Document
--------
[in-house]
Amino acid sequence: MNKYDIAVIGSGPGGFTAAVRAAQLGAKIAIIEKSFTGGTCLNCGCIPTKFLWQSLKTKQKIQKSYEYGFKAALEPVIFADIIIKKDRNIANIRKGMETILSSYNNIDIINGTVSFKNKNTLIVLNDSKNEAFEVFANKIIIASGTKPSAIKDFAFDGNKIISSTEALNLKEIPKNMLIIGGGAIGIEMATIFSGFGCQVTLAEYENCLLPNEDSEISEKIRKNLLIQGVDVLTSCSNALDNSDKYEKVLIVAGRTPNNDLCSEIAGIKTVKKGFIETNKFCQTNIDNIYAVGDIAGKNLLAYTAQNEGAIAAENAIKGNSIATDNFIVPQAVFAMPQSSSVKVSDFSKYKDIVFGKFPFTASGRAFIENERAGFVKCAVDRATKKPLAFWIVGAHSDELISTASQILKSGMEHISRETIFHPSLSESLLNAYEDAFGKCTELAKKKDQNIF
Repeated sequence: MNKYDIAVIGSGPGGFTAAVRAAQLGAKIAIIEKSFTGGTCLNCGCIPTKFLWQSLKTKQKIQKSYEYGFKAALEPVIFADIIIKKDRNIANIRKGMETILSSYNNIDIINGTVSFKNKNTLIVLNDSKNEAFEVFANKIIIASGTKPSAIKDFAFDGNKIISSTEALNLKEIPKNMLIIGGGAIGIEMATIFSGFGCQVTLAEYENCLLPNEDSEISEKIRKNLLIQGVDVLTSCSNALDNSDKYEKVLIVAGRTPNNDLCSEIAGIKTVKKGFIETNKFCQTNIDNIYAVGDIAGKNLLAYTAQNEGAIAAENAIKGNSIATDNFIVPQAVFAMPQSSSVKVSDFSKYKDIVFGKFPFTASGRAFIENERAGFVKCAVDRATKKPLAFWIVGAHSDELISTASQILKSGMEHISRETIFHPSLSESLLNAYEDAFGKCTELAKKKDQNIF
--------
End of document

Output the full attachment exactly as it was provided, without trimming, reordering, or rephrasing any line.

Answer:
[in-house]
Amino acid sequence: MNKYDIAVIGSGPGGFTAAVRAAQLGAKIAIIEKSFTGGTCLNCGCIPTKFLWQSLKTKQKIQKSYEYGFKAALEPVIFADIIIKKDRNIANIRKGMETILSSYNNIDIINGTVSFKNKNTLIVLNDSKNEAFEVFANKIIIASGTKPSAIKDFAFDGNKIISSTEALNLKEIPKNMLIIGGGAIGIEMATIFSGFGCQVTLAEYENCLLPNEDSEISEKIRKNLLIQGVDVLTSCSNALDNSDKYEKVLIVAGRTPNNDLCSEIAGIKTVKKGFIETNKFCQTNIDNIYAVGDIAGKNLLAYTAQNEGAIAAENAIKGNSIATDNFIVPQAVFAMPQSSSVKVSDFSKYKDIVFGKFPFTASGRAFIENERAGFVKCAVDRATKKPLAFWIVGAHSDELISTASQILKSGMEHISRETIFHPSLSESLLNAYEDAFGKCTELAKKKDQNIF
Repeated sequence: MNKYDIAVIGSGPGGFTAAVRAAQLGAKIAIIEKSFTGGTCLNCGCIPTKFLWQSLKTKQKIQKSYEYGFKAALEPVIFADIIIKKDRNIANIRKGMETILSSYNNIDIINGTVSFKNKNTLIVLNDSKNEAFEVFANKIIIASGTKPSAIKDFAFDGNKIISSTEALNLKEIPKNMLIIGGGAIGIEMATIFSGFGCQVTLAEYENCLLPNEDSEISEKIRKNLLIQGVDVLTSCSNALDNSDKYEKVLIVAGRTPNNDLCSEIAGIKTVKKGFIETNKFCQTNIDNIYAVGDIAGKNLLAYTAQNEGAIAAENAIKGNSIATDNFIVPQAVFAMPQSSSVKVSDFSKYKDIVFGKFPFTASGRAFIENERAGFVKCAVDRATKKPLAFWIVGAHSDELISTASQILKSGMEHISRETIFHPSLSESLLNAYEDAFGKCTELAKKKDQNIF